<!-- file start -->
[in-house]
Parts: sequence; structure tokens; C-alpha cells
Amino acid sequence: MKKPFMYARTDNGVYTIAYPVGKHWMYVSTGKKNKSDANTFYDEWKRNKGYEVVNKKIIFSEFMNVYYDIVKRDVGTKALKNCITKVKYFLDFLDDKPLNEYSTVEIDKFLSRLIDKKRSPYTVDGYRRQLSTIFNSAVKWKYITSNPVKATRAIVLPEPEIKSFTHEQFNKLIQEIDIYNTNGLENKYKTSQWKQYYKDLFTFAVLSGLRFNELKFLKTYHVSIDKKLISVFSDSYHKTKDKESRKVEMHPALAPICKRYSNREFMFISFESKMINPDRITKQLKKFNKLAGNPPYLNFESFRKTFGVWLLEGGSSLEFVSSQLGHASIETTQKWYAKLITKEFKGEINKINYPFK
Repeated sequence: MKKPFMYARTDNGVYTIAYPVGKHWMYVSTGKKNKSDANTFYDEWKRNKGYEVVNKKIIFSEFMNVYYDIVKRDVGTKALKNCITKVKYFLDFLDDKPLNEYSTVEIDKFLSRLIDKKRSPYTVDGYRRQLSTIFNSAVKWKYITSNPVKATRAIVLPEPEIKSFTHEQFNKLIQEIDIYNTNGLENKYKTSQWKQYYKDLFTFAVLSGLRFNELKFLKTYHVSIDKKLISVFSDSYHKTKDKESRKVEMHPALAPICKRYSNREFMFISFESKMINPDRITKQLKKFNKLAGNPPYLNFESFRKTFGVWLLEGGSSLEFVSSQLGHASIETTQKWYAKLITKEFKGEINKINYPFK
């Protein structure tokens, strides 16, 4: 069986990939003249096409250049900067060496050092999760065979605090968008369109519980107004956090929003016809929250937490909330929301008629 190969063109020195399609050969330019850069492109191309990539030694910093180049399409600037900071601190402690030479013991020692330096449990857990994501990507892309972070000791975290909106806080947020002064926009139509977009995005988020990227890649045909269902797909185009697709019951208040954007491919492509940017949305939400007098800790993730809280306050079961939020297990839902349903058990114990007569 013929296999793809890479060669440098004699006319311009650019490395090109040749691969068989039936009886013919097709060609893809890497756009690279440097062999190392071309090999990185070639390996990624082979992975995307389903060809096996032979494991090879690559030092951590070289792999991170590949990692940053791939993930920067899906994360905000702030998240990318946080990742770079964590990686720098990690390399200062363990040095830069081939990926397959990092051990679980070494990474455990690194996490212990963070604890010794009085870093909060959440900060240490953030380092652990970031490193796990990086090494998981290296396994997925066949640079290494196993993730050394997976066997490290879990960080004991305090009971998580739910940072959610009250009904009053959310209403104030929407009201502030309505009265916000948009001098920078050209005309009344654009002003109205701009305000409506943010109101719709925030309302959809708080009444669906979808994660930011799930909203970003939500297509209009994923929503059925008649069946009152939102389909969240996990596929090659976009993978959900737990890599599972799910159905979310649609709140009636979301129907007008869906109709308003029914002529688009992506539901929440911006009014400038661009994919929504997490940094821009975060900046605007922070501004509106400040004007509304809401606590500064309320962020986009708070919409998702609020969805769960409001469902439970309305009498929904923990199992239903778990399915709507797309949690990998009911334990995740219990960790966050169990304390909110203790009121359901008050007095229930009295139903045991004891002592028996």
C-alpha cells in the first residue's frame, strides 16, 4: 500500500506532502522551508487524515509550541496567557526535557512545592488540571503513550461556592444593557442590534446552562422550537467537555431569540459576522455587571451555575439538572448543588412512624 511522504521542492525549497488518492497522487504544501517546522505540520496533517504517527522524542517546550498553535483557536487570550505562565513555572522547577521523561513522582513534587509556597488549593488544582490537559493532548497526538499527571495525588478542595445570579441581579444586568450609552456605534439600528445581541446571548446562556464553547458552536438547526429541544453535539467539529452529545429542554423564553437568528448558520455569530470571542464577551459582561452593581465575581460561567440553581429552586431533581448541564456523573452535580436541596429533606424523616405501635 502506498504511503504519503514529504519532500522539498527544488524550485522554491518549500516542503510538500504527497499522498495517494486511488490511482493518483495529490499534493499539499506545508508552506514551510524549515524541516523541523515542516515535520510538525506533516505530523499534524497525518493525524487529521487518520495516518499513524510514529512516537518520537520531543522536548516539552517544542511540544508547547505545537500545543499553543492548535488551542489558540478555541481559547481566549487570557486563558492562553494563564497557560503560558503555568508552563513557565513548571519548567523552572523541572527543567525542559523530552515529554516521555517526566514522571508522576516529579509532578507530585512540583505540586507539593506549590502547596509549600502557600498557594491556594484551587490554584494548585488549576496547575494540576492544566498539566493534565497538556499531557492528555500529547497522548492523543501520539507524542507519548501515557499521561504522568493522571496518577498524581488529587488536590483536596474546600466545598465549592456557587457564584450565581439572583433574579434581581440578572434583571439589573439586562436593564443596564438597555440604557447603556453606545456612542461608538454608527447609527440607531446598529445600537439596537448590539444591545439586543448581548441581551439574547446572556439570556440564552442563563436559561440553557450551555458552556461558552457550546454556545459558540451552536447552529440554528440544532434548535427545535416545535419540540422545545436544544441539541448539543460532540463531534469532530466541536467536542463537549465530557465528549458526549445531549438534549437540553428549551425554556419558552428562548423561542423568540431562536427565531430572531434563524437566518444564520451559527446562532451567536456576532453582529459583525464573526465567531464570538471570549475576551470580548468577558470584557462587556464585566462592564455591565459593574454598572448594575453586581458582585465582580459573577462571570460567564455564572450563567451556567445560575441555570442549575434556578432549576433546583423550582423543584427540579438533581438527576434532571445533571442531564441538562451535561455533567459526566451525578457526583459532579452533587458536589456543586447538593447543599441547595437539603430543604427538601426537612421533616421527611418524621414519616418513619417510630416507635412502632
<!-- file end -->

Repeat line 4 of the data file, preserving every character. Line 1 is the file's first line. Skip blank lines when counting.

Repeated sequence: MKKPFMYARTDNGVYTIAYPVGKHWMYVSTGKKNKSDANTFYDEWKRNKGYEVVNKKIIFSEFMNVYYDIVKRDVGTKALKNCITKVKYFLDFLDDKPLNEYSTVEIDKFLSRLIDKKRSPYTVDGYRRQLSTIFNSAVKWKYITSNPVKATRAIVLPEPEIKSFTHEQFNKLIQEIDIYNTNGLENKYKTSQWKQYYKDLFTFAVLSGLRFNELKFLKTYHVSIDKKLISVFSDSYHKTKDKESRKVEMHPALAPICKRYSNREFMFISFESKMINPDRITKQLKKFNKLAGNPPYLNFESFRKTFGVWLLEGGSSLEFVSSQLGHASIETTQKWYAKLITKEFKGEINKINYPFK